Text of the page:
significant.2
Ming princes played an important cultural role as well by promoting
the development of local religions.3 The relationship between their
group and religions, in particular local religions, has received very little
academic attention. This essay explores the interaction between Ming
princes as religious patrons and local Daoism, focusing on ritual
institutions and practice. I will first examine the Ming princely
patronage of Daoism focusing on princely ritual institutions, including
the Divine Music institution. Then I will discuss three groups of
Ming princes: those who joined the Daoist order by receiving ordination
or were initiated into the neidan lineages; the activist patrons; and
ordinary patrons. Although I will be only dealing with ritual, it should
be noted that the Ming princely patronage of Daoism included many
other aspects, such as writing books on and practicing Daoist self-
cultivation; princely printing, collecting, handcopying or reading of
Daoist canonical books; patronage of temples; participation in religious
associations; friendship with Daoists; literary patronage; and the

1)
Farmer, Early Ming Government, p. 58. See also Hucker, Ming Government, p. 29.
2)
For a general discussion of Ming princely estates, see Shimizu, Mindai tochi seidoshi,
pp. 15-36, 44-90, 157-204; Wan Guoding, Mingdai zhuangtian, pp. 295-310; Zheng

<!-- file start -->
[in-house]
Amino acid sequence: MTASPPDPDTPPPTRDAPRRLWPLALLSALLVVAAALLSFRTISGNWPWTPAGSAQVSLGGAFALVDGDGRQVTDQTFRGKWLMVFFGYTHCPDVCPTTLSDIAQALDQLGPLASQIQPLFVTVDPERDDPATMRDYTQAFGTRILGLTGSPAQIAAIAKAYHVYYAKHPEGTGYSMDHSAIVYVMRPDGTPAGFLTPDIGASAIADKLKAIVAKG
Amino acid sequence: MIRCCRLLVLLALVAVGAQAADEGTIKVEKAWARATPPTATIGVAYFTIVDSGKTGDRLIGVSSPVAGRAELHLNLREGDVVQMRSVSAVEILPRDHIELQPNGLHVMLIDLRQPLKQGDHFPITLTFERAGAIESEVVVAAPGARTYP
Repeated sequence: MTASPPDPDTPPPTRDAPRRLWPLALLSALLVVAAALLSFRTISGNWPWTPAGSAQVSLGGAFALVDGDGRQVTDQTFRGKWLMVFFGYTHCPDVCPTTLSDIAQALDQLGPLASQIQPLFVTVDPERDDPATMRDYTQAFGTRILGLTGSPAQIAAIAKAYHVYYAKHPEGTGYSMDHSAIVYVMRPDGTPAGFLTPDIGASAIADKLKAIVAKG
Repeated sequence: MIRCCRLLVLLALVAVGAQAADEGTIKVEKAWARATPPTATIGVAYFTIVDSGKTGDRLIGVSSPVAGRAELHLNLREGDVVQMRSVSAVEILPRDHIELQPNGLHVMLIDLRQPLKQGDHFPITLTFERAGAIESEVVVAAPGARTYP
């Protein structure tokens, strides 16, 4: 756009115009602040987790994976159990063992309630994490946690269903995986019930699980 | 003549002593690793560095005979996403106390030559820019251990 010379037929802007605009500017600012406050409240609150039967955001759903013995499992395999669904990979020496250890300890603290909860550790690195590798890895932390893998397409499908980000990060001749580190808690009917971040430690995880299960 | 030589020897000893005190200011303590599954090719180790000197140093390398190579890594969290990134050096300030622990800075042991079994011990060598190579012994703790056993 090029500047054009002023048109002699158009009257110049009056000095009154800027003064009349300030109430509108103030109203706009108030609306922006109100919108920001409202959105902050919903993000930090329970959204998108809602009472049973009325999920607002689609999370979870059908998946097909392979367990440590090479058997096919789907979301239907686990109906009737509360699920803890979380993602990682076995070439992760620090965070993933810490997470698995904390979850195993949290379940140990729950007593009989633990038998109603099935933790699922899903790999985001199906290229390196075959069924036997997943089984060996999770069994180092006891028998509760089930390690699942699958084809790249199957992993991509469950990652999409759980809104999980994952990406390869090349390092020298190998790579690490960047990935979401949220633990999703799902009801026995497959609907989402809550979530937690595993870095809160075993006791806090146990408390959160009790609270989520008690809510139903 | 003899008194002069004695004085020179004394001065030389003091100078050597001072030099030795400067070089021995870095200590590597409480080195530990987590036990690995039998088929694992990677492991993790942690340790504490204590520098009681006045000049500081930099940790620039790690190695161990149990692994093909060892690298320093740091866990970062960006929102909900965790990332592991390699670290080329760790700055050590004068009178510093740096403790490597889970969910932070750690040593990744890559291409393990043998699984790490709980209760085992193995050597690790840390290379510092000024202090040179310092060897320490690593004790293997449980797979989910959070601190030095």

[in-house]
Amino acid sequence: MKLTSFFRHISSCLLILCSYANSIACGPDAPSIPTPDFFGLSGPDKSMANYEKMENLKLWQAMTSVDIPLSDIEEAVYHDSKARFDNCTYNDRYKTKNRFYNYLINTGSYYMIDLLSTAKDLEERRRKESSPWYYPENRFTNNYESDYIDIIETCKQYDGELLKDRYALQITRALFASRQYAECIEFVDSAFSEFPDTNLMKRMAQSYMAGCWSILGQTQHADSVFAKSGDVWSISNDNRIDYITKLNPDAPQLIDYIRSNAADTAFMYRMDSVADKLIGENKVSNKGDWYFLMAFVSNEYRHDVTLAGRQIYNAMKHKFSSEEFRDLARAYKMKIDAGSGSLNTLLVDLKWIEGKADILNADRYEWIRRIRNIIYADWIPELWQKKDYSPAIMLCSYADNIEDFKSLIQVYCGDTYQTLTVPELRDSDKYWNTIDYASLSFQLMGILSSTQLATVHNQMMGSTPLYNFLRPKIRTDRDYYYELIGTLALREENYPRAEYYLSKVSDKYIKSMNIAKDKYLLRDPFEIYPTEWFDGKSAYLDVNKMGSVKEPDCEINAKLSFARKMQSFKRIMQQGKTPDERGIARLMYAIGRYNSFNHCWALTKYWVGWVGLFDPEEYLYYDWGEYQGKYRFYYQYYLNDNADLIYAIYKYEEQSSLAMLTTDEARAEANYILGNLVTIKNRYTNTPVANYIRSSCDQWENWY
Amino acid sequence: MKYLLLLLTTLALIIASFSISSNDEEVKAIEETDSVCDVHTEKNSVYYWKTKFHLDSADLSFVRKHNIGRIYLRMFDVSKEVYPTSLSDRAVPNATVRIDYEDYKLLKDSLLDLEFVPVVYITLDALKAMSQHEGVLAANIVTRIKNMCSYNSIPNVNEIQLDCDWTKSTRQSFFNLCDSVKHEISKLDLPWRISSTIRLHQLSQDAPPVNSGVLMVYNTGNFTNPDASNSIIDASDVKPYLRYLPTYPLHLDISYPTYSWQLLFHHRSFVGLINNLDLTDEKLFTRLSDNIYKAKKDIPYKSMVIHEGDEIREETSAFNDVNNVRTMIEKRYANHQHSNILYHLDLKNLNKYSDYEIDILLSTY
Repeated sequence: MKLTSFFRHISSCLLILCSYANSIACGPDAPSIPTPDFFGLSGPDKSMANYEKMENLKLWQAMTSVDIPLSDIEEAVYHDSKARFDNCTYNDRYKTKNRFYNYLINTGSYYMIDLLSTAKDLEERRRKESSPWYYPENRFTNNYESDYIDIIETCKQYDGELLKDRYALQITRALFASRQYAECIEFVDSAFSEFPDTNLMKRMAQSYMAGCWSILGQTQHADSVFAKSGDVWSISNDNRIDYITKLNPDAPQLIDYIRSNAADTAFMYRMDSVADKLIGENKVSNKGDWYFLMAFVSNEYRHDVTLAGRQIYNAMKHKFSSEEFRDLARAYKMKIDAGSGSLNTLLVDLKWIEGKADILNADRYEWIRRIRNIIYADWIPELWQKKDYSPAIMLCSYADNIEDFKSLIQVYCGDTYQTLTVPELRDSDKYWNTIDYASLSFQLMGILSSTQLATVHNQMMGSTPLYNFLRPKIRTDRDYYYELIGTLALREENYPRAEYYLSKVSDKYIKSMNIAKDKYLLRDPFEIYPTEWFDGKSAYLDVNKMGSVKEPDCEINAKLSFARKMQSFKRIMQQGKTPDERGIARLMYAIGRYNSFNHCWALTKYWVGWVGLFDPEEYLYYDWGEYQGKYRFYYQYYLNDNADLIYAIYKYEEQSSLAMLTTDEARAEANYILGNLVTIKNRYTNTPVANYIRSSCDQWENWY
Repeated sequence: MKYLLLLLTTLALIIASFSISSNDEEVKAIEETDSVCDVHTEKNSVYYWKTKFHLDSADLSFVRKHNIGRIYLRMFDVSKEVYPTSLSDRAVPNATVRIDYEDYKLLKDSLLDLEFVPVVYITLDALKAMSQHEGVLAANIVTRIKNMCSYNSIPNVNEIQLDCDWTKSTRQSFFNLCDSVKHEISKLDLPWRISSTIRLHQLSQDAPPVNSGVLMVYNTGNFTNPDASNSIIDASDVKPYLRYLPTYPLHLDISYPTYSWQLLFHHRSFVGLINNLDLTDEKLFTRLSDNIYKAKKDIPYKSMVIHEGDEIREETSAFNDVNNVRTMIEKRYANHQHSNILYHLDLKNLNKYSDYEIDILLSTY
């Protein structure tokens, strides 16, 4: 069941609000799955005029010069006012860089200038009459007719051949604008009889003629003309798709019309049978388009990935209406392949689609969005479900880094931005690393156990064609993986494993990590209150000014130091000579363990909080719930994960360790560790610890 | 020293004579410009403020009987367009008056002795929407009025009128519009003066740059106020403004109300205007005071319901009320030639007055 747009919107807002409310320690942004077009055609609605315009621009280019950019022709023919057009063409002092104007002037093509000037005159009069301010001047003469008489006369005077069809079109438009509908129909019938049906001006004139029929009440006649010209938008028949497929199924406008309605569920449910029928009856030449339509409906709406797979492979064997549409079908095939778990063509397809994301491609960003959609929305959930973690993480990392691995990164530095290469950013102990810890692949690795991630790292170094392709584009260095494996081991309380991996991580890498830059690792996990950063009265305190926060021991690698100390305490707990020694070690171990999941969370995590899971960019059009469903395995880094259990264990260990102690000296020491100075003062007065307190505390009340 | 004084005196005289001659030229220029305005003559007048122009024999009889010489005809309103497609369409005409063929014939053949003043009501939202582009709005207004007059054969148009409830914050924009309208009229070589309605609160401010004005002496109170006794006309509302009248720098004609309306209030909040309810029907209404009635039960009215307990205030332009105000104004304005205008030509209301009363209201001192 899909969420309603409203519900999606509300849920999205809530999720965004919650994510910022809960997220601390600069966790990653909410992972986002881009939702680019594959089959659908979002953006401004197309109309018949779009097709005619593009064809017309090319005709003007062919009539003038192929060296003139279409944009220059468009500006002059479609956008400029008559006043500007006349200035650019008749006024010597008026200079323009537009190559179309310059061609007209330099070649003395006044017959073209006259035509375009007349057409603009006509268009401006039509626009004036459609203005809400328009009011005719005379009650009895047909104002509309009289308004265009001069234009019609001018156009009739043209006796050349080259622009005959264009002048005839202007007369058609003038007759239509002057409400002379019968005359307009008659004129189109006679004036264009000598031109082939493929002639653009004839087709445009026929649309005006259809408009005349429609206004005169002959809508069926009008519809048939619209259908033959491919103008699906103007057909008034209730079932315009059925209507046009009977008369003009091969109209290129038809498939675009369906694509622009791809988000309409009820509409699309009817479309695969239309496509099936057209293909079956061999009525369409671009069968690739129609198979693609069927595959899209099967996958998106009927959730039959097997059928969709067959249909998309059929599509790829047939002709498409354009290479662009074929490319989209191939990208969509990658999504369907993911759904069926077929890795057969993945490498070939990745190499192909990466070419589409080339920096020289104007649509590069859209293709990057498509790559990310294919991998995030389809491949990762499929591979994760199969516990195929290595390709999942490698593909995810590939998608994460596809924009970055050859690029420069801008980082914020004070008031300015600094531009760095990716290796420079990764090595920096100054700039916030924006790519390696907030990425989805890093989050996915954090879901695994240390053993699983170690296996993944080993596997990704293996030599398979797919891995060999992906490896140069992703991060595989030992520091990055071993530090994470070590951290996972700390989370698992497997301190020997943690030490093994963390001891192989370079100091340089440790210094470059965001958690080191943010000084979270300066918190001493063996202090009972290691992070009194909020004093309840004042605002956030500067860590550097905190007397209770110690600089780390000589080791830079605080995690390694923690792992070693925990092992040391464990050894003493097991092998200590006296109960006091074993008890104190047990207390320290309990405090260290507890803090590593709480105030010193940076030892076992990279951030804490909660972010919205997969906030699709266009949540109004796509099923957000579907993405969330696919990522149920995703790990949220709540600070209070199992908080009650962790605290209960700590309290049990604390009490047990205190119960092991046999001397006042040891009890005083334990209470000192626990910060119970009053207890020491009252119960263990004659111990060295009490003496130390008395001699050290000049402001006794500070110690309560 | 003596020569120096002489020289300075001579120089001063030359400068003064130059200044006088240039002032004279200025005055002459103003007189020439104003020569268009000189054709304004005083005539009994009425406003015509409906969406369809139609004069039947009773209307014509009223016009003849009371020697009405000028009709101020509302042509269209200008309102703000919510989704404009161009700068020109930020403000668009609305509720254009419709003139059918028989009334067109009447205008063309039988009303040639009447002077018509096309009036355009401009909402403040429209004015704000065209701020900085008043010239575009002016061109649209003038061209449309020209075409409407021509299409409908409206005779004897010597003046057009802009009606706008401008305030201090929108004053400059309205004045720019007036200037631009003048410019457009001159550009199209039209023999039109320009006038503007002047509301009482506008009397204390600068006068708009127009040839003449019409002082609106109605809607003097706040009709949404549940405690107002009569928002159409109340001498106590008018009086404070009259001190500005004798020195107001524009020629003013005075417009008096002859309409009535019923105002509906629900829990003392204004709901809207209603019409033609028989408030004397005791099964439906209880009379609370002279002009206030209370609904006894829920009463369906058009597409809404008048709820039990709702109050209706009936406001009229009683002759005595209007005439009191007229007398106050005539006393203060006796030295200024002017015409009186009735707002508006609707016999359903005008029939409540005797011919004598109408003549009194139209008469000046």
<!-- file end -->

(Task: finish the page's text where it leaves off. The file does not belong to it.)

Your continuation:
Kesheng, Mingdai zhengzheng, pp. 87-184, 205-221; Wang Yuquan, Mingdai de wang-
fu zhuangtian, pp. 110-242; Li Longqian, Mingdai zhuangtian de fazhan, pp. 346-430;
Huang Miantang, Mingshi guanjian, pp. 159-233.
3)
For a discussion of the cultural impact of Ming princes, see Du Yue, Mingdai zongshi
de wenhua chengjiu, pp. 88-93; Su Derong, Mingdai zongshi wenhua, pp. 21-24.
R.G. Wang / Toung Pao 95 (2009) 51-119 53

adoption of Daoist sobriquets. I should also point out that many Ming
princes patronized Buddhism as well, simultaneously with Daoism.4
This essay argues that, while the promotion of Daoism was a national
policy of the Ming court, in particular during the Jiajing reign
(1522-66), the activities and maintenance of local Daoist institutions
were the result of royal support from princely establishments. Ming
princes were barred from any serious political or military engagement,
but they were ex officio managers of state rituals at the local level, with
Daoist priests as key performers, and for this reason they became very
closely involved in Daoist clerical and liturgical life. While the role of
Ming princes in local religion is an under-appreciated subject, this
article shows that the princedom served to mediate between official
religious policy and the commoners interests.
In the Ming tradition, all the sons of an emperor, with the exception
of the crown prince, were invested as Imperial Princes (qinwang ).
The eldest son by the principal wife of an imperial prince became his